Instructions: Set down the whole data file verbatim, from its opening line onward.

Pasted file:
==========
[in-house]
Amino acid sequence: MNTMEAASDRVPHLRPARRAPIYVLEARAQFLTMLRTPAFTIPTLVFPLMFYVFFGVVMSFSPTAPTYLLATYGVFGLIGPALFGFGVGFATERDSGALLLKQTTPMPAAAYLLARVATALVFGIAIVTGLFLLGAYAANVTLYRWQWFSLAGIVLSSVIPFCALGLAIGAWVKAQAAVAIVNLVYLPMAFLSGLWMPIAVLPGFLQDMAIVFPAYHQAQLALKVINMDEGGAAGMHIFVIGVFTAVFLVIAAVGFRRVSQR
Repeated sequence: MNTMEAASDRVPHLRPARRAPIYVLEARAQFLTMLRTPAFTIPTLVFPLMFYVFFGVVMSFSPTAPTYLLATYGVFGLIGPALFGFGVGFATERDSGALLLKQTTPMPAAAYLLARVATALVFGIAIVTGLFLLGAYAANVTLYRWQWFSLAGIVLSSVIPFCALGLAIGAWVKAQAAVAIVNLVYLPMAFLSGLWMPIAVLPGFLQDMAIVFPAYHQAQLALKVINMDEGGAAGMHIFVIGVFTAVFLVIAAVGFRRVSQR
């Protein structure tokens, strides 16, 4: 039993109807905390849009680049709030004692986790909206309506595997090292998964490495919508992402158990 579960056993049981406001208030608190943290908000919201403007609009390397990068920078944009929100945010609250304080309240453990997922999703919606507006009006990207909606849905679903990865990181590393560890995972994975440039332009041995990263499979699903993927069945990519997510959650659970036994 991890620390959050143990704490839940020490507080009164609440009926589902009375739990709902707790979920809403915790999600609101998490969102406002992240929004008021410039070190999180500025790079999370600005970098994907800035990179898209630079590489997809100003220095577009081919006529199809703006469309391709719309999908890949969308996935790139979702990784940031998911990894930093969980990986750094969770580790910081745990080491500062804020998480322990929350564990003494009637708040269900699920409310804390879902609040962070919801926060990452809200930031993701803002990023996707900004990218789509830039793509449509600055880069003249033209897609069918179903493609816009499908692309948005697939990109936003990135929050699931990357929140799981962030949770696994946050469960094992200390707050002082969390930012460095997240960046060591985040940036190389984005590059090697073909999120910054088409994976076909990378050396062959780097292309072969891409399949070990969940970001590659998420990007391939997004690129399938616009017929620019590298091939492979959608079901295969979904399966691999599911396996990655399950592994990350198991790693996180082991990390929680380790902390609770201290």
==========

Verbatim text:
[in-house]
Amino acid sequence: MNTMEAASDRVPHLRPARRAPIYVLEARAQFLTMLRTPAFTIPTLVFPLMFYVFFGVVMSFSPTAPTYLLATYGVFGLIGPALFGFGVGFATERDSGALLLKQTTPMPAAAYLLARVATALVFGIAIVTGLFLLGAYAANVTLYRWQWFSLAGIVLSSVIPFCALGLAIGAWVKAQAAVAIVNLVYLPMAFLSGLWMPIAVLPGFLQDMAIVFPAYHQAQLALKVINMDEGGAAGMHIFVIGVFTAVFLVIAAVGFRRVSQR
Repeated sequence: MNTMEAASDRVPHLRPARRAPIYVLEARAQFLTMLRTPAFTIPTLVFPLMFYVFFGVVMSFSPTAPTYLLATYGVFGLIGPALFGFGVGFATERDSGALLLKQTTPMPAAAYLLARVATALVFGIAIVTGLFLLGAYAANVTLYRWQWFSLAGIVLSSVIPFCALGLAIGAWVKAQAAVAIVNLVYLPMAFLSGLWMPIAVLPGFLQDMAIVFPAYHQAQLALKVINMDEGGAAGMHIFVIGVFTAVFLVIAAVGFRRVSQR
């Protein structure tokens, strides 16, 4: 039993109807905390849009680049709030004692986790909206309506595997090292998964490495919508992402158990 579960056993049981406001208030608190943290908000919201403007609009390397990068920078944009929100945010609250304080309240453990997922999703919606507006009006990207909606849905679903990865990181590393560890995972994975440039332009041995990263499979699903993927069945990519997510959650659970036994 991890620390959050143990704490839940020490507080009164609440009926589902009375739990709902707790979920809403915790999600609101998490969102406002992240929004008021410039070190999180500025790079999370600005970098994907800035990179898209630079590489997809100003220095577009081919006529199809703006469309391709719309999908890949969308996935790139979702990784940031998911990894930093969980990986750094969770580790910081745990080491500062804020998480322990929350564990003494009637708040269900699920409310804390879902609040962070919801926060990452809200930031993701803002990023996707900004990218789509830039793509449509600055880069003249033209897609069918179903493609816009499908692309948005697939990109936003990135929050699931990357929140799981962030949770696994946050469960094992200390707050002082969390930012460095997240960046060591985040940036190389984005590059090697073909999120910054088409994976076909990378050396062959780097292309072969891409399949070990969940970001590659998420990007391939997004690129399938616009017929620019590298091939492979959608079901295969979904399966691999599911396996990655399950592994990350198991790693996180082991990390929680380790902390609770201290």